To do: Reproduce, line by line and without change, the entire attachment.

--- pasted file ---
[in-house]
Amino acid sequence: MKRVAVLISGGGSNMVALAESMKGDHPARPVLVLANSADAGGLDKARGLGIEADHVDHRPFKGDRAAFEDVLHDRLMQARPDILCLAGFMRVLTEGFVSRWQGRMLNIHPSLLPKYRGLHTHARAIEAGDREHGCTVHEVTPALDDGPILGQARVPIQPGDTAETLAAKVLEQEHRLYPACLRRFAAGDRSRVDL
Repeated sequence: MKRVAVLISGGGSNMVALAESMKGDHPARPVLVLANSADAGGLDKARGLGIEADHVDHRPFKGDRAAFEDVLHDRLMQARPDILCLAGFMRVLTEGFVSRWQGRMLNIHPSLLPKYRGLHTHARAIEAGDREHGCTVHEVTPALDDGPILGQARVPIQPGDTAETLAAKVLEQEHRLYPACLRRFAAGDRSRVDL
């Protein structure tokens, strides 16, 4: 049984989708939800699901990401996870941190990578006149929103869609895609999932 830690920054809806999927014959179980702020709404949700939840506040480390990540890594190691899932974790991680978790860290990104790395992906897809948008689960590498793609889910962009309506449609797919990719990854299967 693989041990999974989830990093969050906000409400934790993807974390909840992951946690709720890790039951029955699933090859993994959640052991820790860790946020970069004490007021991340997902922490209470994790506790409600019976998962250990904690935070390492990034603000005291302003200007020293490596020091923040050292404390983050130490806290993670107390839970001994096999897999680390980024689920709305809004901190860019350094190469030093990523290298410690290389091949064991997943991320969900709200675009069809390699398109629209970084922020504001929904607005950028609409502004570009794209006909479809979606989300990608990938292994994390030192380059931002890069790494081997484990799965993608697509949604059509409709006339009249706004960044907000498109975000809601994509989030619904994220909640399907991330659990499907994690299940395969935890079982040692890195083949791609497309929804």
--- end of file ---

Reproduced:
[in-house]
Amino acid sequence: MKRVAVLISGGGSNMVALAESMKGDHPARPVLVLANSADAGGLDKARGLGIEADHVDHRPFKGDRAAFEDVLHDRLMQARPDILCLAGFMRVLTEGFVSRWQGRMLNIHPSLLPKYRGLHTHARAIEAGDREHGCTVHEVTPALDDGPILGQARVPIQPGDTAETLAAKVLEQEHRLYPACLRRFAAGDRSRVDL
Repeated sequence: MKRVAVLISGGGSNMVALAESMKGDHPARPVLVLANSADAGGLDKARGLGIEADHVDHRPFKGDRAAFEDVLHDRLMQARPDILCLAGFMRVLTEGFVSRWQGRMLNIHPSLLPKYRGLHTHARAIEAGDREHGCTVHEVTPALDDGPILGQARVPIQPGDTAETLAAKVLEQEHRLYPACLRRFAAGDRSRVDL
């Protein structure tokens, strides 16, 4: 049984989708939800699901990401996870941190990578006149929103869609895609999932 830690920054809806999927014959179980702020709404949700939840506040480390990540890594190691899932974790991680978790860290990104790395992906897809948008689960590498793609889910962009309506449609797919990719990854299967 693989041990999974989830990093969050906000409400934790993807974390909840992951946690709720890790039951029955699933090859993994959640052991820790860790946020970069004490007021991340997902922490209470994790506790409600019976998962250990904690935070390492990034603000005291302003200007020293490596020091923040050292404390983050130490806290993670107390839970001994096999897999680390980024689920709305809004901190860019350094190469030093990523290298410690290389091949064991997943991320969900709200675009069809390699398109629209970084922020504001929904607005950028609409502004570009794209006909479809979606989300990608990938292994994390030192380059931002890069790494081997484990799965993608697509949604059509409709006339009249706004960044907000498109975000809601994509989030619904994220909640399907991330659990499907994690299940395969935890079982040692890195083949791609497309929804």